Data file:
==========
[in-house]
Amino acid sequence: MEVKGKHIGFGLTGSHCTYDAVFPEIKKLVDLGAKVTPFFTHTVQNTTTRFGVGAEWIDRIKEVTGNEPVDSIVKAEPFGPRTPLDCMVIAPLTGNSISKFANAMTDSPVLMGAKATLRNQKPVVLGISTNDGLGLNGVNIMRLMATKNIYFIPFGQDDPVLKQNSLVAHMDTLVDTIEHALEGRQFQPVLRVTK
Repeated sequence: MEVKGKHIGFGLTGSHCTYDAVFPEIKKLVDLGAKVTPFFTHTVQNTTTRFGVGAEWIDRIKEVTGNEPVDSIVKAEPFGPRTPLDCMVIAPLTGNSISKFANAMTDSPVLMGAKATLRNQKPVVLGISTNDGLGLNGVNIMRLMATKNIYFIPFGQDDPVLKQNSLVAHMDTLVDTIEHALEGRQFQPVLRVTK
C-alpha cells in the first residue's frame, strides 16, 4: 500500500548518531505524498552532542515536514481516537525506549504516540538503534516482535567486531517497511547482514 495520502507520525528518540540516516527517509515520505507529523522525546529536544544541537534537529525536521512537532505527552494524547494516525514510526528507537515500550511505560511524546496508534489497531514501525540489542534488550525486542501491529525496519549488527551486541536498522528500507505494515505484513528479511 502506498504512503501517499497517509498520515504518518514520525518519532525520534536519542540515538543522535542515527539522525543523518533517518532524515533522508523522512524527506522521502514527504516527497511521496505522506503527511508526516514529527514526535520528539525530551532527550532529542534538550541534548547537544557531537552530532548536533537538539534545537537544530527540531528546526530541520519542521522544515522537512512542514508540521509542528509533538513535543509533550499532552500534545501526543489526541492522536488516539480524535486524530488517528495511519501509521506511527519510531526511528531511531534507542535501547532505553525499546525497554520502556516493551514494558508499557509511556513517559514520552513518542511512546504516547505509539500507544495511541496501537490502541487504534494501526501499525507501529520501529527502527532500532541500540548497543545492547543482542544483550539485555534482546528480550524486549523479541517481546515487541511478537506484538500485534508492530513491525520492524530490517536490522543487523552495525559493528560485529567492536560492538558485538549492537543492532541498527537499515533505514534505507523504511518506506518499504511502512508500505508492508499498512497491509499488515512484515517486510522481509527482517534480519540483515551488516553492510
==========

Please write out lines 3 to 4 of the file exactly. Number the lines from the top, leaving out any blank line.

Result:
Repeated sequence: MEVKGKHIGFGLTGSHCTYDAVFPEIKKLVDLGAKVTPFFTHTVQNTTTRFGVGAEWIDRIKEVTGNEPVDSIVKAEPFGPRTPLDCMVIAPLTGNSISKFANAMTDSPVLMGAKATLRNQKPVVLGISTNDGLGLNGVNIMRLMATKNIYFIPFGQDDPVLKQNSLVAHMDTLVDTIEHALEGRQFQPVLRVTK
C-alpha cells in the first residue's frame, strides 16, 4: 500500500548518531505524498552532542515536514481516537525506549504516540538503534516482535567486531517497511547482514 495520502507520525528518540540516516527517509515520505507529523522525546529536544544541537534537529525536521512537532505527552494524547494516525514510526528507537515500550511505560511524546496508534489497531514501525540489542534488550525486542501491529525496519549488527551486541536498522528500507505494515505484513528479511 502506498504512503501517499497517509498520515504518518514520525518519532525520534536519542540515538543522535542515527539522525543523518533517518532524515533522508523522512524527506522521502514527504516527497511521496505522506503527511508526516514529527514526535520528539525530551532527550532529542534538550541534548547537544557531537552530532548536533537538539534545537537544530527540531528546526530541520519542521522544515522537512512542514508540521509542528509533538513535543509533550499532552500534545501526543489526541492522536488516539480524535486524530488517528495511519501509521506511527519510531526511528531511531534507542535501547532505553525499546525497554520502556516493551514494558508499557509511556513517559514520552513518542511512546504516547505509539500507544495511541496501537490502541487504534494501526501499525507501529520501529527502527532500532541500540548497543545492547543482542544483550539485555534482546528480550524486549523479541517481546515487541511478537506484538500485534508492530513491525520492524530490517536490522543487523552495525559493528560485529567492536560492538558485538549492537543492532541498527537499515533505514534505507523504511518506506518499504511502512508500505508492508499498512497491509499488515512484515517486510522481509527482517534480519540483515551488516553492510